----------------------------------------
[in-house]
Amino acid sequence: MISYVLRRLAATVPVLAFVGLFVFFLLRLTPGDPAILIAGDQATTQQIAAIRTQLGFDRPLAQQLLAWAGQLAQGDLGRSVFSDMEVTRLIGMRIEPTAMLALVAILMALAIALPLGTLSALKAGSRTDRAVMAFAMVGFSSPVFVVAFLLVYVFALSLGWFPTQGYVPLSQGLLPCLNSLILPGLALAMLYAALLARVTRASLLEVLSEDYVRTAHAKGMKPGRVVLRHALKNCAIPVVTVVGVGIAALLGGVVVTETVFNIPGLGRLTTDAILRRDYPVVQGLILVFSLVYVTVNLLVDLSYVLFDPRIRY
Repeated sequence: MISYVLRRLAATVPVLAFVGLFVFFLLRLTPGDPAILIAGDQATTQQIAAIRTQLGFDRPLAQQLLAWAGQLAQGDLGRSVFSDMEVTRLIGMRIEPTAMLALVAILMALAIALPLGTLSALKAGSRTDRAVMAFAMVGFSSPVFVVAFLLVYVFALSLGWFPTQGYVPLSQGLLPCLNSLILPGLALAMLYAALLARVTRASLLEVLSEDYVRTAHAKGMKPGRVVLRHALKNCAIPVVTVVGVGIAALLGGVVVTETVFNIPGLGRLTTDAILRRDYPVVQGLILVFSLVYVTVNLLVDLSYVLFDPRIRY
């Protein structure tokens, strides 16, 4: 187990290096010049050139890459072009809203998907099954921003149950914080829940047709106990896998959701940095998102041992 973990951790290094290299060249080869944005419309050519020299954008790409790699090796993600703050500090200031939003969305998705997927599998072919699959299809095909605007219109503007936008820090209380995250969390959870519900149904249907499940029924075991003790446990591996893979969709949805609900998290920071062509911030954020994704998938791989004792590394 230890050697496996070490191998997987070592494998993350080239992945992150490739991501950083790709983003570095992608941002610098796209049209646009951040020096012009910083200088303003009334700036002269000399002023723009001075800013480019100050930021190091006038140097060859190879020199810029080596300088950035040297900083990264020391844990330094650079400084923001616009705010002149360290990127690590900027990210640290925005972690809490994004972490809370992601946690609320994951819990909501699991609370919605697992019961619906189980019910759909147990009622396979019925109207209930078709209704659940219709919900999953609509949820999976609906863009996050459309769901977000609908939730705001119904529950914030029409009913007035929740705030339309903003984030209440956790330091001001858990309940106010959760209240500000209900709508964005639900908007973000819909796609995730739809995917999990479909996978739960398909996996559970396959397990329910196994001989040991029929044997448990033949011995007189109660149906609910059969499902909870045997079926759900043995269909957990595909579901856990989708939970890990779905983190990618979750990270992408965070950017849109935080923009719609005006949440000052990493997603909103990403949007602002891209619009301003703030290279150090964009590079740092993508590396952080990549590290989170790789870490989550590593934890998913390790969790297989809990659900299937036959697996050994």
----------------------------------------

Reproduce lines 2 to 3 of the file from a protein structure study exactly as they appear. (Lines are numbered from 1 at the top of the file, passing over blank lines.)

Amino acid sequence: MISYVLRRLAATVPVLAFVGLFVFFLLRLTPGDPAILIAGDQATTQQIAAIRTQLGFDRPLAQQLLAWAGQLAQGDLGRSVFSDMEVTRLIGMRIEPTAMLALVAILMALAIALPLGTLSALKAGSRTDRAVMAFAMVGFSSPVFVVAFLLVYVFALSLGWFPTQGYVPLSQGLLPCLNSLILPGLALAMLYAALLARVTRASLLEVLSEDYVRTAHAKGMKPGRVVLRHALKNCAIPVVTVVGVGIAALLGGVVVTETVFNIPGLGRLTTDAILRRDYPVVQGLILVFSLVYVTVNLLVDLSYVLFDPRIRY
Repeated sequence: MISYVLRRLAATVPVLAFVGLFVFFLLRLTPGDPAILIAGDQATTQQIAAIRTQLGFDRPLAQQLLAWAGQLAQGDLGRSVFSDMEVTRLIGMRIEPTAMLALVAILMALAIALPLGTLSALKAGSRTDRAVMAFAMVGFSSPVFVVAFLLVYVFALSLGWFPTQGYVPLSQGLLPCLNSLILPGLALAMLYAALLARVTRASLLEVLSEDYVRTAHAKGMKPGRVVLRHALKNCAIPVVTVVGVGIAALLGGVVVTETVFNIPGLGRLTTDAILRRDYPVVQGLILVFSLVYVTVNLLVDLSYVLFDPRIRY